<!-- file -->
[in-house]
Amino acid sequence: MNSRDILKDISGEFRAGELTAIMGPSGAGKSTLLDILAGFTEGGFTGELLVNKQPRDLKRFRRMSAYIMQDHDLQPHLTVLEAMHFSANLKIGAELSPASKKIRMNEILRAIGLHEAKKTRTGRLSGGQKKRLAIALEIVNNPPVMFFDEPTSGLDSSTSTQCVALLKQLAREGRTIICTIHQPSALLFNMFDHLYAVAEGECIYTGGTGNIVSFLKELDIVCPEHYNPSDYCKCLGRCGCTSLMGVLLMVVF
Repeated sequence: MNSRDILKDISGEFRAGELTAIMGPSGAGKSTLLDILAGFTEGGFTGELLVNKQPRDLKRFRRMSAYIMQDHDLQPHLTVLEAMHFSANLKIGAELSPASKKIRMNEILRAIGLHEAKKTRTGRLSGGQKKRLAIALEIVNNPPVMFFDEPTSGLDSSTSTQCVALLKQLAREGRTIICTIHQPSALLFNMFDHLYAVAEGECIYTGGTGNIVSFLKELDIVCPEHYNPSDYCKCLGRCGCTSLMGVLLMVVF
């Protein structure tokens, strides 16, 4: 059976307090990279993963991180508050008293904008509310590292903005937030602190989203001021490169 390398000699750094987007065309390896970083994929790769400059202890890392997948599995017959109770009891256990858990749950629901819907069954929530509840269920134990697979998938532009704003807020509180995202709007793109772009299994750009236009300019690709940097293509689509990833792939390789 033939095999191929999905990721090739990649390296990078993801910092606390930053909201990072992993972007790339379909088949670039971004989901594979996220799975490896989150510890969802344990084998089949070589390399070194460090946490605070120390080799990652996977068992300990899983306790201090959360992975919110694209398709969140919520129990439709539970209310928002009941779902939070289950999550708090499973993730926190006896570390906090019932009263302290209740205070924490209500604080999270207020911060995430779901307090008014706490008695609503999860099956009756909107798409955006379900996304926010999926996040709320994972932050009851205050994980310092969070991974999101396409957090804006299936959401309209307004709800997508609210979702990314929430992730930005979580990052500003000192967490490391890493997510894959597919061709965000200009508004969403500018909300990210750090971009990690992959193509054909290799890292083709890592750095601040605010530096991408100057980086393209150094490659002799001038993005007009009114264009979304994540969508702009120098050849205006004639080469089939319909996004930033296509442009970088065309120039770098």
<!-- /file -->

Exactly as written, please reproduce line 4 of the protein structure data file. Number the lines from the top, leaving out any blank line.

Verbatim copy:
């Protein structure tokens, strides 16, 4: 059976307090990279993963991180508050008293904008509310590292903005937030602190989203001021490169 390398000699750094987007065309390896970083994929790769400059202890890392997948599995017959109770009891256990858990749950629901819907069954929530509840269920134990697979998938532009704003807020509180995202709007793109772009299994750009236009300019690709940097293509689509990833792939390789 033939095999191929999905990721090739990649390296990078993801910092606390930053909201990072992993972007790339379909088949670039971004989901594979996220799975490896989150510890969802344990084998089949070589390399070194460090946490605070120390080799990652996977068992300990899983306790201090959360992975919110694209398709969140919520129990439709539970209310928002009941779902939070289950999550708090499973993730926190006896570390906090019932009263302290209740205070924490209500604080999270207020911060995430779901307090008014706490008695609503999860099956009756909107798409955006379900996304926010999926996040709320994972932050009851205050994980310092969070991974999101396409957090804006299936959401309209307004709800997508609210979702990314929430992730930005979580990052500003000192967490490391890493997510894959597919061709965000200009508004969403500018909300990210750090971009990690992959193509054909290799890292083709890592750095601040605010530096991408100057980086393209150094490659002799001038993005007009009114264009979304994540969508702009120098050849205006004639080469089939319909996004930033296509442009970088065309120039770098």